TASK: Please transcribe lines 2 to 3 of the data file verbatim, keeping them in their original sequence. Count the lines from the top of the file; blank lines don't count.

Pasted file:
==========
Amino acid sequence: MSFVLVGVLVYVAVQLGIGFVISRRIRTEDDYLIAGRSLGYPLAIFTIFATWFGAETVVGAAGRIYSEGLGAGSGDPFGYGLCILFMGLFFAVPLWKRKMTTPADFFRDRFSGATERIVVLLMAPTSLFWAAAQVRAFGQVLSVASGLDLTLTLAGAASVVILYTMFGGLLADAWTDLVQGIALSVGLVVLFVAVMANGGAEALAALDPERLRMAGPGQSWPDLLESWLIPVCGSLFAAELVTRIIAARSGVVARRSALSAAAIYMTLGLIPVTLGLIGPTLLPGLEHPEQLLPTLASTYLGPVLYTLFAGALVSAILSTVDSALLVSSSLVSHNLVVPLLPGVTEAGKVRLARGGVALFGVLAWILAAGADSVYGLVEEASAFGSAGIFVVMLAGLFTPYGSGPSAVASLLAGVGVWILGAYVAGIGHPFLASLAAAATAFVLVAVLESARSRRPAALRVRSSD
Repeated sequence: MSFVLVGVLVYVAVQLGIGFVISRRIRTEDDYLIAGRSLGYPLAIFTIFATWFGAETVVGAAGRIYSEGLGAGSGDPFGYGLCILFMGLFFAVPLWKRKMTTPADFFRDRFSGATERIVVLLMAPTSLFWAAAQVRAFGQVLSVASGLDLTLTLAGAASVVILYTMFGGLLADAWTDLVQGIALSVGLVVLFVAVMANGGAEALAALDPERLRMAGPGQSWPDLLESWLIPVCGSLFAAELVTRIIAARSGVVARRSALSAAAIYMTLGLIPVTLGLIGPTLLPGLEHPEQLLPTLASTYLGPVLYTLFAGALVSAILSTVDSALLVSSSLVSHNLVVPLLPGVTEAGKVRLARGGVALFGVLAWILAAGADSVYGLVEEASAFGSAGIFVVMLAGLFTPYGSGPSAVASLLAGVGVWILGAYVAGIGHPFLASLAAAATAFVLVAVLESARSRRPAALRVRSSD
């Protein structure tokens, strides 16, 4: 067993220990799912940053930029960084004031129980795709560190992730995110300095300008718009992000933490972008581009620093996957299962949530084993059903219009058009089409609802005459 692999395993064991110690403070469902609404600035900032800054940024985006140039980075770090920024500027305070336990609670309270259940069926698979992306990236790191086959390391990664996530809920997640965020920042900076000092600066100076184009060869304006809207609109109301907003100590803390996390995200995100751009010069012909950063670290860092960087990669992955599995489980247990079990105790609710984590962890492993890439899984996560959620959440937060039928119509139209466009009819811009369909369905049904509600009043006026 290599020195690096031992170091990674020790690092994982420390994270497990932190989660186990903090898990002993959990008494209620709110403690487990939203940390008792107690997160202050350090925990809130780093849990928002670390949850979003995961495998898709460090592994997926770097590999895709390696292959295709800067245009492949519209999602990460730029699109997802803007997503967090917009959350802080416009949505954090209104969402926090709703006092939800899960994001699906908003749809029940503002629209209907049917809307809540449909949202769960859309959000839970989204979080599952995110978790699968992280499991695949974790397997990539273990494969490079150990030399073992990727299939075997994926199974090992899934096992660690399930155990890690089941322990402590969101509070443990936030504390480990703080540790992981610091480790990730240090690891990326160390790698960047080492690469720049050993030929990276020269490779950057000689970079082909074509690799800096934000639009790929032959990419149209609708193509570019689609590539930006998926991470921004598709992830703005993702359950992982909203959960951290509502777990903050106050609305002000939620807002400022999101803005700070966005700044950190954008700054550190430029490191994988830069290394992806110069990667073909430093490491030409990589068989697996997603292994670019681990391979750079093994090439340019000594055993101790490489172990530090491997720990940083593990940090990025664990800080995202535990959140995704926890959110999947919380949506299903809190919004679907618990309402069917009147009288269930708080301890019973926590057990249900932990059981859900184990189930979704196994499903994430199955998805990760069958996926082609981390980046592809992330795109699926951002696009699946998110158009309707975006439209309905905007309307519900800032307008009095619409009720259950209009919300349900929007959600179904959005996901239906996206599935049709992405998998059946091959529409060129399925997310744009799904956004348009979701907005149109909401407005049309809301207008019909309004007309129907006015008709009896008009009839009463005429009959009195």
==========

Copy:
Repeated sequence: MSFVLVGVLVYVAVQLGIGFVISRRIRTEDDYLIAGRSLGYPLAIFTIFATWFGAETVVGAAGRIYSEGLGAGSGDPFGYGLCILFMGLFFAVPLWKRKMTTPADFFRDRFSGATERIVVLLMAPTSLFWAAAQVRAFGQVLSVASGLDLTLTLAGAASVVILYTMFGGLLADAWTDLVQGIALSVGLVVLFVAVMANGGAEALAALDPERLRMAGPGQSWPDLLESWLIPVCGSLFAAELVTRIIAARSGVVARRSALSAAAIYMTLGLIPVTLGLIGPTLLPGLEHPEQLLPTLASTYLGPVLYTLFAGALVSAILSTVDSALLVSSSLVSHNLVVPLLPGVTEAGKVRLARGGVALFGVLAWILAAGADSVYGLVEEASAFGSAGIFVVMLAGLFTPYGSGPSAVASLLAGVGVWILGAYVAGIGHPFLASLAAAATAFVLVAVLESARSRRPAALRVRSSD
């Protein structure tokens, strides 16, 4: 067993220990799912940053930029960084004031129980795709560190992730995110300095300008718009992000933490972008581009620093996957299962949530084993059903219009058009089409609802005459 692999395993064991110690403070469902609404600035900032800054940024985006140039980075770090920024500027305070336990609670309270259940069926698979992306990236790191086959390391990664996530809920997640965020920042900076000092600066100076184009060869304006809207609109109301907003100590803390996390995200995100751009010069012909950063670290860092960087990669992955599995489980247990079990105790609710984590962890492993890439899984996560959620959440937060039928119509139209466009009819811009369909369905049904509600009043006026 290599020195690096031992170091990674020790690092994982420390994270497990932190989660186990903090898990002993959990008494209620709110403690487990939203940390008792107690997160202050350090925990809130780093849990928002670390949850979003995961495998898709460090592994997926770097590999895709390696292959295709800067245009492949519209999602990460730029699109997802803007997503967090917009959350802080416009949505954090209104969402926090709703006092939800899960994001699906908003749809029940503002629209209907049917809307809540449909949202769960859309959000839970989204979080599952995110978790699968992280499991695949974790397997990539273990494969490079150990030399073992990727299939075997994926199974090992899934096992660690399930155990890690089941322990402590969101509070443990936030504390480990703080540790992981610091480790990730240090690891990326160390790698960047080492690469720049050993030929990276020269490779950057000689970079082909074509690799800096934000639009790929032959990419149209609708193509570019689609590539930006998926991470921004598709992830703005993702359950992982909203959960951290509502777990903050106050609305002000939620807002400022999101803005700070966005700044950190954008700054550190430029490191994988830069290394992806110069990667073909430093490491030409990589068989697996997603292994670019681990391979750079093994090439340019000594055993101790490489172990530090491997720990940083593990940090990025664990800080995202535990959140995704926890959110999947919380949506299903809190919004679907618990309402069917009147009288269930708080301890019973926590057990249900932990059981859900184990189930979704196994499903994430199955998805990760069958996926082609981390980046592809992330795109699926951002696009699946998110158009309707975006439209309905905007309307519900800032307008009095619409009720259950209009919300349900929007959600179904959005996901239906996206599935049709992405998998059946091959529409060129399925997310744009799904956004348009979701907005149109909401407005049309809301207008019909309004007309129907006015008709009896008009009839009463005429009959009195």